European Commission Proposes Legal Action to Reduce Road Traffic Accident Fatalities

by Personal Injury Claims Blawg on June 5, 2018

A key priority of the European Commission’s recently announced Third Mobility Package is to bring about a significant reduction in the number of people killed or seriously injured through road traffic accidents across Europe.

In support of this aim, the Package includes a proposal that within three years all new vehicles brought to the market must have 11 advanced safety features fitted as standard, such as advanced emergency braking, lane-keeping system, over-ridable intelligent speed assistance or driver’s distraction recognition.

Road Casualty Figures

Figures from the Commission show that as many as 25,300 people were killed on EU roads in 2017 and another 135,000 were seriously injured. It claims that its proposals, which also include support for Member States to identify dangerous road sections and to target investment more effectively, could save up to 10,500 lives and avoid close to 60,000 serious injuries over 2020-2030. This would bring the EU closer to achieving its long-term goal of moving close to zero fatalities and serious injuries by 2050.

In addition to its proposals on mandatory safety features for vehicles, the Mobility Package also includes a strategy on automated and connected mobility systems, which covers the development of fully autonomous vehicles. The Commission believes that higher levels of automation in vehicles could help to compensate for driver error and therefore improve safety for all road users. It acknowledges however that autonomous vehicles also bring their own set of safety concerns that will need to be addressed.

Criticism over Lack of Progress

The Commission’s proposals have been warmly received by safety organisations across Europe, many of which have been critical of the lack of recent progress in reducing road casualties. The 23,500 fatalities that occurred in 2017 amounted to a 20% reduction compared to 2010’s figures, however in recent years reductions have stalled, with no significant improvement in fatality numbers since 2013.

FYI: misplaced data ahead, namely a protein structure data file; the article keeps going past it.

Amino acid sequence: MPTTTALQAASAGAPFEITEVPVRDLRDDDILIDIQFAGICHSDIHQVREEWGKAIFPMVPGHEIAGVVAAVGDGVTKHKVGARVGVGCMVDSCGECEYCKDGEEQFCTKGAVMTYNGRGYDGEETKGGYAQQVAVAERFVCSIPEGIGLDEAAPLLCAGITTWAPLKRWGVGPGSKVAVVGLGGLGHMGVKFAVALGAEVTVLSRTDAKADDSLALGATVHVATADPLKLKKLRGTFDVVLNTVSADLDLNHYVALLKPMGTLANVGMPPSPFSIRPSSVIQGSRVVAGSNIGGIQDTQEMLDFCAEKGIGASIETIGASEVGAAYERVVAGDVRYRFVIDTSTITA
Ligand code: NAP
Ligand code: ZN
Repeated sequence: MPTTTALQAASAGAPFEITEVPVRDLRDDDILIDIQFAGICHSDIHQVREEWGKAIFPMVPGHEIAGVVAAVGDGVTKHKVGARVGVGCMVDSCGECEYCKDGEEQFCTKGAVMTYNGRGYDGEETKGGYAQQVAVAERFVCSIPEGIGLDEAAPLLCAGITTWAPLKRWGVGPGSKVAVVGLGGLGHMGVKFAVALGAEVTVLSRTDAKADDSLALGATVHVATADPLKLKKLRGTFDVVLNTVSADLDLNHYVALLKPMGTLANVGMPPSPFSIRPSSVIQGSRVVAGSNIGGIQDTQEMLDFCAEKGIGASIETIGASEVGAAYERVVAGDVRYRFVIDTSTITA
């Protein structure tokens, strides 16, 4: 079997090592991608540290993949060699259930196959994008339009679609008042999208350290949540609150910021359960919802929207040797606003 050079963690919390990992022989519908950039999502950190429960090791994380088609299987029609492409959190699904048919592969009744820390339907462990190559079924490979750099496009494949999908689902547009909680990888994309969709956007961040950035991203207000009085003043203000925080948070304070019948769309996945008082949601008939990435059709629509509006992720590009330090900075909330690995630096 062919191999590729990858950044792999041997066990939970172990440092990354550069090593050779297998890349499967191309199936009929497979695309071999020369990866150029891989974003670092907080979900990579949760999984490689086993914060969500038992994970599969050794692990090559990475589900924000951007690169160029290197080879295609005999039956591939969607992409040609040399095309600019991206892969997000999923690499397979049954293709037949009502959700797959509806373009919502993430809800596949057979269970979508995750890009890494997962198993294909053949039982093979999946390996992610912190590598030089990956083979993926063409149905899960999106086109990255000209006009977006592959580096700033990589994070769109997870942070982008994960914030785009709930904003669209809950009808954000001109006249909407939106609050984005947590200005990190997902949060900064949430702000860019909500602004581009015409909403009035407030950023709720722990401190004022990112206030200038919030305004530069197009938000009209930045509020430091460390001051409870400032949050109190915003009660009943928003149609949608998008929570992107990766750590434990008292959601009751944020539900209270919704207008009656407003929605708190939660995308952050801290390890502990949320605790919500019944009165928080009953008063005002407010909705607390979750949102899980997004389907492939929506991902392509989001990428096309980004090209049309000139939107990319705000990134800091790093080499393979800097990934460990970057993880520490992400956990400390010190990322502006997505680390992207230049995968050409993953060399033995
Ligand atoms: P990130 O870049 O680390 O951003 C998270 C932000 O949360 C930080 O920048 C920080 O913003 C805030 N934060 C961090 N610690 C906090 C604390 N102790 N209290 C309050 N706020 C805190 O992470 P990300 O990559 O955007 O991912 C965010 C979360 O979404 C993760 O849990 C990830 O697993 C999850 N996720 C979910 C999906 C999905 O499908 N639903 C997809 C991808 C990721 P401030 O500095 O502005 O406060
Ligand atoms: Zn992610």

“Taken together, today’s announcements could represent the biggest step forward in road safety in Europe since the introduction of the seat belt,” commented Antonio Avenoso, Executive Director of the European Transport Safety Council. “Road traffic injury is still the number one killer of young people across the continent so these essential measures cannot come soon enough.”

“Today’s announcements alone will not make the difference; it is absolutely crucial that EU Member States and the European Parliament give their backing to the plans and that they do not give in to pressure from car manufacturers, who are already attempting to weaken parts of the vehicle safety proposal.”

Vehicle Safety Features Must be Mandatory

Road safety organisation Brake is another body that has welcomed the proposals, and in particular the idea that the inclusion of safety technology should be mandatory for vehicle manufacturers, rather than leaving it for drivers to select and pay for these features.

It recently conducted a survey of drivers in the UK, which found that nine out of ten drivers were in agreement with the principle that all new cars should be fitted with the latest lifesaving safety features as standard. However, the majority also said that if they were buying a new car, they would not spend more to ensure it had AEB or ISA technology.

“These technologies are proven to save lives, so this announcement should be warmly welcomed by all who are truly committed to improving road safety,” said Joshua Harris, director of campaigns at road safety charity Brake. “Drivers want their vehicles to be safe, but the reality is they rarely opt to spend more on safety features as optional extras. This decision puts the onus for safety back on the car manufacturers and in one swoop, will dramatically improve the safety of our roads forever.”

Personal Injury Claims Blawg

Personal Injury Claims Blawg

PI claims blogger at PIClaimsBlawg
Personal Injury Claims Blawg is a personal injury law blog, inviting contributions from practitioners, PI law firms and legal academics across the UK, US and beyond. The post above has been published because of the high value associated with the author's work. Contact us if you'd like to get published today.
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